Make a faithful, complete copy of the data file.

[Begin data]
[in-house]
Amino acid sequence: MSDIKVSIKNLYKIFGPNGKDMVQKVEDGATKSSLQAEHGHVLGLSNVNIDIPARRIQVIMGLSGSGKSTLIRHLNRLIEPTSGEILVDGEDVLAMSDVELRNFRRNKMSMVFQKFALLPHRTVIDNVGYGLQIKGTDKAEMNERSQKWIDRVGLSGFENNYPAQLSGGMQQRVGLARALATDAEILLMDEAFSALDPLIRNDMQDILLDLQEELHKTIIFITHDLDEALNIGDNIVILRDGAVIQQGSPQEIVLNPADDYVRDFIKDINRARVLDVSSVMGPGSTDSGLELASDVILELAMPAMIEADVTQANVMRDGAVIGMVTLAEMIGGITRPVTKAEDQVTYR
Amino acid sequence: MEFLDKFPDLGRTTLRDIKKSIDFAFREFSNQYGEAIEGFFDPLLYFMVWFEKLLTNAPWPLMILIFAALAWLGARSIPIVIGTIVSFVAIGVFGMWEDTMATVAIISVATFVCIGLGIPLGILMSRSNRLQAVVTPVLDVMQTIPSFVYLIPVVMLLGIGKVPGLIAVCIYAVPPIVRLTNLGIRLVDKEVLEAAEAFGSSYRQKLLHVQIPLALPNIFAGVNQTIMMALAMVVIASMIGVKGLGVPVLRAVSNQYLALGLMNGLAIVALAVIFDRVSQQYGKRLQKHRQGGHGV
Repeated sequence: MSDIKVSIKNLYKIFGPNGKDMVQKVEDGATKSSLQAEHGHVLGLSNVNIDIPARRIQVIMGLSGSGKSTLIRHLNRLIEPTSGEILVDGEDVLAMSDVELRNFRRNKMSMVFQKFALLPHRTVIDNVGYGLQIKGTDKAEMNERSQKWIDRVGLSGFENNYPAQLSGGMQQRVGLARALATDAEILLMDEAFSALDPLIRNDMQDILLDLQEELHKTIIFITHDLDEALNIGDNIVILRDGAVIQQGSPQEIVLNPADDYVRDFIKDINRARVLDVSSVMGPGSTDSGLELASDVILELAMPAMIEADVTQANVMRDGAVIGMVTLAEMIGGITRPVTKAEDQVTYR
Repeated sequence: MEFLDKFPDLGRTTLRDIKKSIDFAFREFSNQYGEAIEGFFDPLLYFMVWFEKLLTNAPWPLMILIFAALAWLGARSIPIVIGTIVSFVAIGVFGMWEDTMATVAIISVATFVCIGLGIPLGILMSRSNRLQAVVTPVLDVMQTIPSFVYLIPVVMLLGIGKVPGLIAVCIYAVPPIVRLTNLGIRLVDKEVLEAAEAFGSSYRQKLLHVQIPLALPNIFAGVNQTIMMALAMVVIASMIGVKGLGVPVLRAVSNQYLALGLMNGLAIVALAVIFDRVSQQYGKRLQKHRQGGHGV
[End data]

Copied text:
[in-house]
Amino acid sequence: MSDIKVSIKNLYKIFGPNGKDMVQKVEDGATKSSLQAEHGHVLGLSNVNIDIPARRIQVIMGLSGSGKSTLIRHLNRLIEPTSGEILVDGEDVLAMSDVELRNFRRNKMSMVFQKFALLPHRTVIDNVGYGLQIKGTDKAEMNERSQKWIDRVGLSGFENNYPAQLSGGMQQRVGLARALATDAEILLMDEAFSALDPLIRNDMQDILLDLQEELHKTIIFITHDLDEALNIGDNIVILRDGAVIQQGSPQEIVLNPADDYVRDFIKDINRARVLDVSSVMGPGSTDSGLELASDVILELAMPAMIEADVTQANVMRDGAVIGMVTLAEMIGGITRPVTKAEDQVTYR
Amino acid sequence: MEFLDKFPDLGRTTLRDIKKSIDFAFREFSNQYGEAIEGFFDPLLYFMVWFEKLLTNAPWPLMILIFAALAWLGARSIPIVIGTIVSFVAIGVFGMWEDTMATVAIISVATFVCIGLGIPLGILMSRSNRLQAVVTPVLDVMQTIPSFVYLIPVVMLLGIGKVPGLIAVCIYAVPPIVRLTNLGIRLVDKEVLEAAEAFGSSYRQKLLHVQIPLALPNIFAGVNQTIMMALAMVVIASMIGVKGLGVPVLRAVSNQYLALGLMNGLAIVALAVIFDRVSQQYGKRLQKHRQGGHGV
Repeated sequence: MSDIKVSIKNLYKIFGPNGKDMVQKVEDGATKSSLQAEHGHVLGLSNVNIDIPARRIQVIMGLSGSGKSTLIRHLNRLIEPTSGEILVDGEDVLAMSDVELRNFRRNKMSMVFQKFALLPHRTVIDNVGYGLQIKGTDKAEMNERSQKWIDRVGLSGFENNYPAQLSGGMQQRVGLARALATDAEILLMDEAFSALDPLIRNDMQDILLDLQEELHKTIIFITHDLDEALNIGDNIVILRDGAVIQQGSPQEIVLNPADDYVRDFIKDINRARVLDVSSVMGPGSTDSGLELASDVILELAMPAMIEADVTQANVMRDGAVIGMVTLAEMIGGITRPVTKAEDQVTYR
Repeated sequence: MEFLDKFPDLGRTTLRDIKKSIDFAFREFSNQYGEAIEGFFDPLLYFMVWFEKLLTNAPWPLMILIFAALAWLGARSIPIVIGTIVSFVAIGVFGMWEDTMATVAIISVATFVCIGLGIPLGILMSRSNRLQAVVTPVLDVMQTIPSFVYLIPVVMLLGIGKVPGLIAVCIYAVPPIVRLTNLGIRLVDKEVLEAAEAFGSSYRQKLLHVQIPLALPNIFAGVNQTIMMALAMVVIASMIGVKGLGVPVLRAVSNQYLALGLMNGLAIVALAVIFDRVSQQYGKRLQKHRQGGHGV